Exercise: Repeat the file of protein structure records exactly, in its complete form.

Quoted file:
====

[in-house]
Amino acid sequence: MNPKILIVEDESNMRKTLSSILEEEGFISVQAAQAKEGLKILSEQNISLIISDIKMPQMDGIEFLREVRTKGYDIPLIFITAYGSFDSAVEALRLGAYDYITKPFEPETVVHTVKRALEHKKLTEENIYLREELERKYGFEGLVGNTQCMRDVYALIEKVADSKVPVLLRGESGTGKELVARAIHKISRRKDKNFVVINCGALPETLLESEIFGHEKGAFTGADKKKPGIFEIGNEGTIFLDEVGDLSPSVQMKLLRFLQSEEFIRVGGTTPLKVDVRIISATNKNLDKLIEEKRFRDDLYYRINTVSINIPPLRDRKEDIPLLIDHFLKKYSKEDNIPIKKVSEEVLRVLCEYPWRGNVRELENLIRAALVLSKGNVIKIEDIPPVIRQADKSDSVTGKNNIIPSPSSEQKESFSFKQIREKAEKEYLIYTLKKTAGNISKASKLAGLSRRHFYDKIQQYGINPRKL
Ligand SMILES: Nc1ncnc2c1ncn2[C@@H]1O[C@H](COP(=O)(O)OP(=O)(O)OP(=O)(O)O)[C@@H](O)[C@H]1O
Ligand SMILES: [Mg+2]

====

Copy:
[in-house]
Amino acid sequence: MNPKILIVEDESNMRKTLSSILEEEGFISVQAAQAKEGLKILSEQNISLIISDIKMPQMDGIEFLREVRTKGYDIPLIFITAYGSFDSAVEALRLGAYDYITKPFEPETVVHTVKRALEHKKLTEENIYLREELERKYGFEGLVGNTQCMRDVYALIEKVADSKVPVLLRGESGTGKELVARAIHKISRRKDKNFVVINCGALPETLLESEIFGHEKGAFTGADKKKPGIFEIGNEGTIFLDEVGDLSPSVQMKLLRFLQSEEFIRVGGTTPLKVDVRIISATNKNLDKLIEEKRFRDDLYYRINTVSINIPPLRDRKEDIPLLIDHFLKKYSKEDNIPIKKVSEEVLRVLCEYPWRGNVRELENLIRAALVLSKGNVIKIEDIPPVIRQADKSDSVTGKNNIIPSPSSEQKESFSFKQIREKAEKEYLIYTLKKTAGNISKASKLAGLSRRHFYDKIQQYGINPRKL
Ligand SMILES: Nc1ncnc2c1ncn2[C@@H]1O[C@H](COP(=O)(O)OP(=O)(O)OP(=O)(O)O)[C@@H](O)[C@H]1O
Ligand SMILES: [Mg+2]